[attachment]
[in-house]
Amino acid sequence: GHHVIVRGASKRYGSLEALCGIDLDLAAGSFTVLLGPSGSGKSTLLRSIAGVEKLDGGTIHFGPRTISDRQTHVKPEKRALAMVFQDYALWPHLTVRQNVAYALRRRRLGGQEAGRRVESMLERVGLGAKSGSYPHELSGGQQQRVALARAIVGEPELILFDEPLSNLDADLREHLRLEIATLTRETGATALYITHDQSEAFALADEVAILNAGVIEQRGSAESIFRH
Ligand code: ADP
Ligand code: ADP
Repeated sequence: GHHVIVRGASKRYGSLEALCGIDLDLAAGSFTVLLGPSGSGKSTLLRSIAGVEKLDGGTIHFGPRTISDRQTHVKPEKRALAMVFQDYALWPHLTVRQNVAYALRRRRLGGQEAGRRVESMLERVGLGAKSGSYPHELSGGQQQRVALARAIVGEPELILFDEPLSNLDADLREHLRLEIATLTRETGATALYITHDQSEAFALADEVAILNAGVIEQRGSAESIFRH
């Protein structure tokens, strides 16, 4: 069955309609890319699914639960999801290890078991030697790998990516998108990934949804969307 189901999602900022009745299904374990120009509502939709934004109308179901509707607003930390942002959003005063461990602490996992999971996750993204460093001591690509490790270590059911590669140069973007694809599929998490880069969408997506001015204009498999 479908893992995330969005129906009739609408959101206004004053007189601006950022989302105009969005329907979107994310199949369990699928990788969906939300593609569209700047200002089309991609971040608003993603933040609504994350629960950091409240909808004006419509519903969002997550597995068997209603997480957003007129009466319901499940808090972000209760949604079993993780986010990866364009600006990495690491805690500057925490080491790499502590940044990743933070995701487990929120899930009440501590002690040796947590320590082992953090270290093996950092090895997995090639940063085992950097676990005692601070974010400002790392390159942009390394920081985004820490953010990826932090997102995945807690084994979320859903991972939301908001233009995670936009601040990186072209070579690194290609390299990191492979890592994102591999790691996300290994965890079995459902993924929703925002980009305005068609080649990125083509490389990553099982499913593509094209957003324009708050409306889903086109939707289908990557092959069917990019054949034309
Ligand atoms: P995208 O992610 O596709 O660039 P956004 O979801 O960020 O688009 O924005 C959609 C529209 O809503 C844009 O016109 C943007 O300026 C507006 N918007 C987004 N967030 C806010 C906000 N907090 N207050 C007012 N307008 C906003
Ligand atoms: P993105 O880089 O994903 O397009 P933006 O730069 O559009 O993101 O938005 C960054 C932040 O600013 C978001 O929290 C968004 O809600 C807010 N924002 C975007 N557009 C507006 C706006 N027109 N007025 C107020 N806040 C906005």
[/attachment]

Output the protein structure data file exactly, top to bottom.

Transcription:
[in-house]
Amino acid sequence: GHHVIVRGASKRYGSLEALCGIDLDLAAGSFTVLLGPSGSGKSTLLRSIAGVEKLDGGTIHFGPRTISDRQTHVKPEKRALAMVFQDYALWPHLTVRQNVAYALRRRRLGGQEAGRRVESMLERVGLGAKSGSYPHELSGGQQQRVALARAIVGEPELILFDEPLSNLDADLREHLRLEIATLTRETGATALYITHDQSEAFALADEVAILNAGVIEQRGSAESIFRH
Ligand code: ADP
Ligand code: ADP
Repeated sequence: GHHVIVRGASKRYGSLEALCGIDLDLAAGSFTVLLGPSGSGKSTLLRSIAGVEKLDGGTIHFGPRTISDRQTHVKPEKRALAMVFQDYALWPHLTVRQNVAYALRRRRLGGQEAGRRVESMLERVGLGAKSGSYPHELSGGQQQRVALARAIVGEPELILFDEPLSNLDADLREHLRLEIATLTRETGATALYITHDQSEAFALADEVAILNAGVIEQRGSAESIFRH
């Protein structure tokens, strides 16, 4: 069955309609890319699914639960999801290890078991030697790998990516998108990934949804969307 189901999602900022009745299904374990120009509502939709934004109308179901509707607003930390942002959003005063461990602490996992999971996750993204460093001591690509490790270590059911590669140069973007694809599929998490880069969408997506001015204009498999 479908893992995330969005129906009739609408959101206004004053007189601006950022989302105009969005329907979107994310199949369990699928990788969906939300593609569209700047200002089309991609971040608003993603933040609504994350629960950091409240909808004006419509519903969002997550597995068997209603997480957003007129009466319901499940808090972000209760949604079993993780986010990866364009600006990495690491805690500057925490080491790499502590940044990743933070995701487990929120899930009440501590002690040796947590320590082992953090270290093996950092090895997995090639940063085992950097676990005692601070974010400002790392390159942009390394920081985004820490953010990826932090997102995945807690084994979320859903991972939301908001233009995670936009601040990186072209070579690194290609390299990191492979890592994102591999790691996300290994965890079995459902993924929703925002980009305005068609080649990125083509490389990553099982499913593509094209957003324009708050409306889903086109939707289908990557092959069917990019054949034309
Ligand atoms: P995208 O992610 O596709 O660039 P956004 O979801 O960020 O688009 O924005 C959609 C529209 O809503 C844009 O016109 C943007 O300026 C507006 N918007 C987004 N967030 C806010 C906000 N907090 N207050 C007012 N307008 C906003
Ligand atoms: P993105 O880089 O994903 O397009 P933006 O730069 O559009 O993101 O938005 C960054 C932040 O600013 C978001 O929290 C968004 O809600 C807010 N924002 C975007 N557009 C507006 C706006 N027109 N007025 C107020 N806040 C906005």